Small business deduction rules

The following questions and answers are intended to provide a general overview of the changes to the small business deduction (SBD) rules proposed in Budget 2018. They are not a substitute for the law.



1. What is the SBD?

The SBD reduces the corporate income tax that a corporation would otherwise have to pay in a taxation year throughout which it was a Canadian-controlled private corporation (CCPC). A corporation’s SBD for a taxation year is generally calculated by multiplying its SBD rate by the lesser of its: 

  • income for the year from an active business carried on in Canada, excluding certain income and exceeding certain losses;
  • taxable income for the year; and
  • business limit for the year. 
2. How is the business limit determined?

A CCPC’s business limit for a taxation year is $500,000, prorated for the number of days in the year if there are less than 51 weeks in the year. The business limit must be allocated amongst corporations that are associated in a taxation year, and is reduced by any portion that the CCPC assigns to another corporation. The CCPC’s remaining business limit is then further reduced on a straight-line basis if the combined taxable capital employed in Canada of the CCPC and any associated corporations is between $10 million and $15 million (the taxable capital business limit reduction).

3. What is the proposed change to the SBD rules?

The budget proposes to phase-out a CCPC’s business limit, on a straight-line basis, if the total of the adjusted aggregate investment income of the CCPC and any other corporation with which it is associated is between $50,000 and $150,000 (the passive income business limit reduction).

The reduction in a CCPC’s business limit for a taxation year will be the greater of its taxable capital business limit reduction and its passive income business limit reduction for the year.

4. How will a CCPC's passive income business limit reduction be calculated?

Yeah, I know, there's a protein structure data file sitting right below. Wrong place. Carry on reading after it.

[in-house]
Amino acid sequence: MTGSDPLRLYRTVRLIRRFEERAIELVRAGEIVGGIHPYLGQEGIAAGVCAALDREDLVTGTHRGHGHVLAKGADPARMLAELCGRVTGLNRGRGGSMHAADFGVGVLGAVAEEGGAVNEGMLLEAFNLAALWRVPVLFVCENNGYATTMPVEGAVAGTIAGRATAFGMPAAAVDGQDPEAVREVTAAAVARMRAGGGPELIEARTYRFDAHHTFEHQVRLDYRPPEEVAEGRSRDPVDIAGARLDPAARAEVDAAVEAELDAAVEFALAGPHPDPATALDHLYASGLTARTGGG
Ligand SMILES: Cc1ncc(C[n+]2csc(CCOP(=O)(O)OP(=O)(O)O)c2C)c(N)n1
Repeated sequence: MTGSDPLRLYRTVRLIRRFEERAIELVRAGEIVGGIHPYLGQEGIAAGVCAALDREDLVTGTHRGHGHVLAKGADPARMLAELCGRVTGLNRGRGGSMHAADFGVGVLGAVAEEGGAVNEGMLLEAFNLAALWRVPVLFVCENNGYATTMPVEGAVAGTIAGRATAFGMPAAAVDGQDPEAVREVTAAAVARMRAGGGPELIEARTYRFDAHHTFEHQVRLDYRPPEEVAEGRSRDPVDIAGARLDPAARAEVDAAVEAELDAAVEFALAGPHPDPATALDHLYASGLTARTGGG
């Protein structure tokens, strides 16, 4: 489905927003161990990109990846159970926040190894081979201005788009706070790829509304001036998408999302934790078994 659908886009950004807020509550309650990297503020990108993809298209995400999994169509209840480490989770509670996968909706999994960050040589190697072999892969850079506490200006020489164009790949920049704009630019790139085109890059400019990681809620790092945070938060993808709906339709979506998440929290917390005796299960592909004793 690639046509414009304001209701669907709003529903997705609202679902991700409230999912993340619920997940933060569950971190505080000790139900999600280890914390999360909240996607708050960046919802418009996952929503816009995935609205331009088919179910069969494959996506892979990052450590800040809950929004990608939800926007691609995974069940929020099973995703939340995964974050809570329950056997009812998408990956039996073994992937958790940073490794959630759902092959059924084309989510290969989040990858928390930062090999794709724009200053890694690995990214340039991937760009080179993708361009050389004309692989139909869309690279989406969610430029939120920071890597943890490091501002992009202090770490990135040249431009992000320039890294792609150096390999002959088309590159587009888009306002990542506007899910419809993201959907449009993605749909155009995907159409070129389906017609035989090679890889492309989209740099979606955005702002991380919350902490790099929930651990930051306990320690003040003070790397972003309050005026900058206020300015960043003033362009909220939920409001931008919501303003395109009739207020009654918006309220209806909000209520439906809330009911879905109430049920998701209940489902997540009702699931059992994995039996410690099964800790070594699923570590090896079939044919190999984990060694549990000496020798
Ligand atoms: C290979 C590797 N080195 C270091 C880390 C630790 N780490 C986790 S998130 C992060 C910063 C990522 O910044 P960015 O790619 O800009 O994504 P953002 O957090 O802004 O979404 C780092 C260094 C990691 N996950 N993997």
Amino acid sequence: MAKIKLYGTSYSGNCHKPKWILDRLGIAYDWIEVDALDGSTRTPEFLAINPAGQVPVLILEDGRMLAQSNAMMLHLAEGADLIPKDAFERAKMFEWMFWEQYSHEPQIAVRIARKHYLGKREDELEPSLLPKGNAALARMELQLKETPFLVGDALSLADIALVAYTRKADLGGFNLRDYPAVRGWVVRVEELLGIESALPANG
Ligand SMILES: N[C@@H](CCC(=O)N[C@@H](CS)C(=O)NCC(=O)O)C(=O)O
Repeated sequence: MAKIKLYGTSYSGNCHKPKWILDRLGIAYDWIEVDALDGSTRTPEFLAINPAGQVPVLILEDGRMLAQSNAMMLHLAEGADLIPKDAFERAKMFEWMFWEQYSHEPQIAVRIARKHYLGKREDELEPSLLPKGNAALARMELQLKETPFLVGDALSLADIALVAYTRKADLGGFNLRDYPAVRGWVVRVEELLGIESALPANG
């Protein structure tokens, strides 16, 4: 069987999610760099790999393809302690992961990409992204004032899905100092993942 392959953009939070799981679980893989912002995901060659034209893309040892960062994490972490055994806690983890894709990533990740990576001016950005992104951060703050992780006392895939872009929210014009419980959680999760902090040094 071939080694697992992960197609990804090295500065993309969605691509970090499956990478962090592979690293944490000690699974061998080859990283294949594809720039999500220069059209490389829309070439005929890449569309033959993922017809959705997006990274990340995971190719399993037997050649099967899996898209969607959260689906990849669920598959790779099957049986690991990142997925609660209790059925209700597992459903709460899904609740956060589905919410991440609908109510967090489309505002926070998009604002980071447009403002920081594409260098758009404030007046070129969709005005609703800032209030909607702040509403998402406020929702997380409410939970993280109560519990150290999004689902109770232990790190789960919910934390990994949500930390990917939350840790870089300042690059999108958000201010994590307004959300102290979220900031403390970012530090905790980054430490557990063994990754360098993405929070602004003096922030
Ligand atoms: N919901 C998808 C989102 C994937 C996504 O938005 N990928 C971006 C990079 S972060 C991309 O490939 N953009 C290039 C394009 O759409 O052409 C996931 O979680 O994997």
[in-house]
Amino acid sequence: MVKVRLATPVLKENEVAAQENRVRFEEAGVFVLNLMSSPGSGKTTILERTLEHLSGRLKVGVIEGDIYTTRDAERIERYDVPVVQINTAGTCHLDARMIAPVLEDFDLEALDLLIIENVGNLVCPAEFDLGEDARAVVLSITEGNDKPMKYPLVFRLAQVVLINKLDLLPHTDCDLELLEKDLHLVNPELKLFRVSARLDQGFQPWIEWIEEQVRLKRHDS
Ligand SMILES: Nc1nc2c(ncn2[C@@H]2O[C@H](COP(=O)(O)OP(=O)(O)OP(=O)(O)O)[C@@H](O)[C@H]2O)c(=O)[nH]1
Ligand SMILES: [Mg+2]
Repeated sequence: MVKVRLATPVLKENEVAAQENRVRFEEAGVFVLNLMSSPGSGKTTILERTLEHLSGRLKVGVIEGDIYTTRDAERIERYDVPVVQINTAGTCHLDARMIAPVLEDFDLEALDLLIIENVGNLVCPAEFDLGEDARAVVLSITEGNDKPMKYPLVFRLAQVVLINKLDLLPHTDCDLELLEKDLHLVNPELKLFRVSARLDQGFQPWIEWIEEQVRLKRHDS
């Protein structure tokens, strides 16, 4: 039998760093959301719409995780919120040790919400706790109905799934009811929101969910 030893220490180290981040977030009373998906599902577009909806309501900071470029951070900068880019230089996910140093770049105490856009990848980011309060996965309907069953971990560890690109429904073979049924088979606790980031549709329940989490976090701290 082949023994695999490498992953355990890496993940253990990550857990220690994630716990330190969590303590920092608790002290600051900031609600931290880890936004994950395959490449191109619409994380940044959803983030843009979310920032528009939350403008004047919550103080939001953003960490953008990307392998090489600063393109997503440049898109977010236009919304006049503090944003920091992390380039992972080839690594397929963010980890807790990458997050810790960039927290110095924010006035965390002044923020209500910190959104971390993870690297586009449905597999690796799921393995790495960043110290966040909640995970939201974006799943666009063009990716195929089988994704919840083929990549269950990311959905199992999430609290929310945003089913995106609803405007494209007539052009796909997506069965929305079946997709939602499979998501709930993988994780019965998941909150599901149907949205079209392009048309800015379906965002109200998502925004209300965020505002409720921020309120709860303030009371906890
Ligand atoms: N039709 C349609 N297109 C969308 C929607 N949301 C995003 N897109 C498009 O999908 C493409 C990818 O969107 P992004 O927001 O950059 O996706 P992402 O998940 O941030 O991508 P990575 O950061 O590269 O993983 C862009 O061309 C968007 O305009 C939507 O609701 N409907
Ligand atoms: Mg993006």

A CCPC’s passive income business limit reduction for a particular taxation year will be the amount determined by the formula:

BL/$500,000 x 5 (AAII - $50,000)

where

BL is the CCPC’s business limit otherwise determined for the particular year (i.e., its business limit as described above); and

AAII is the total of all amounts each of which is the adjusted aggregate investment income of the CCPC, or of any corporations with which it is associated at any time in the particular year, for each of their taxation years that ended in the preceding calendar year. 

Example 1

ABC Company is a CCPC having a December 31, 2020, taxation year end, and is not associated with any other corporations in the year. ABC Company’s adjusted aggregate investment income for its December 31, 2019, taxation year was $75,000.

ABC Company’s passive income business limit reduction for its 2020 taxation year is determined as follows:

= $500,000/$500,000 x 5($75,000 - $50,000)

= 1 x 5($25,000)

=$125,000

Consequently, ABC Company’s business limit for its December 31, 2020, taxation year will be reduced from $500,000 to $375,000 (i.e., $500,000 - $125,000).

Example 2

Same facts as Example 1 above, except that ABC Company is associated with XYZ Company, which had $55,000 of adjusted aggregate investment income in its December 31, 2019, taxation year. The entire business limit for the 2020 taxation year was allocated to ABC Company.

ABC Company’s passive income business limit reduction for its 2020 taxation year is determined as follows:

= $500,000/$500,000 x 5(($75,000+$55,000) - $50,000)

= 1 x 5($80,000)

=$400,000

Consequently, ABC Company’s business limit for its December 31, 2020, taxation year will be reduced from $500,000 to $100,000 (i.e., $500,000 - $400,000).

5. What is a corporation's adjusted aggregate investment income for a taxation year?

Adjusted aggregate investment income of a private corporation for a taxation year is calculated as follows:

Add

  • the eligible portion of the corporation’s taxable capital gains for the year that is more than its eligible allowable capital losses for the year (other than capital gains and losses from the disposition of property that is, at the time of disposition, an active asset of the corporation);
  • the corporation’s total income for the year from property* (including income from a specified investment business carried on by it) from which the following amounts have been deducted:
    • exempt income,
    • AgriInvest receipts,
    • dividends from connected corporations,
    • business income from an interest in a trust that is considered property income under paragraph 108(5)(a) of the Income Tax Act;
  • the amount of any foreign accrual tax that the corporation deducted in computing its income for the year under subsection 91(4) of the Income Tax Act; and
  • amounts in respect of a life insurance policy that are included in computing the corporation’s income for the year, if those amounts were not already included in the above amounts;

Deduct

  • the corporation’s total losses for the year from property* (including losses from a specified investment business carried on by it). 

 

*Note that this amount does not include income or loss from property that is incident to or pertains to, or used or held principally for the purpose of gaining income from, an active business carried on by the corporation. The meaning of “incident to or pertains to” the active business of the corporation is discussed in paragraph 5 of IT Bulletin IT-73R6 Small Business Deduction.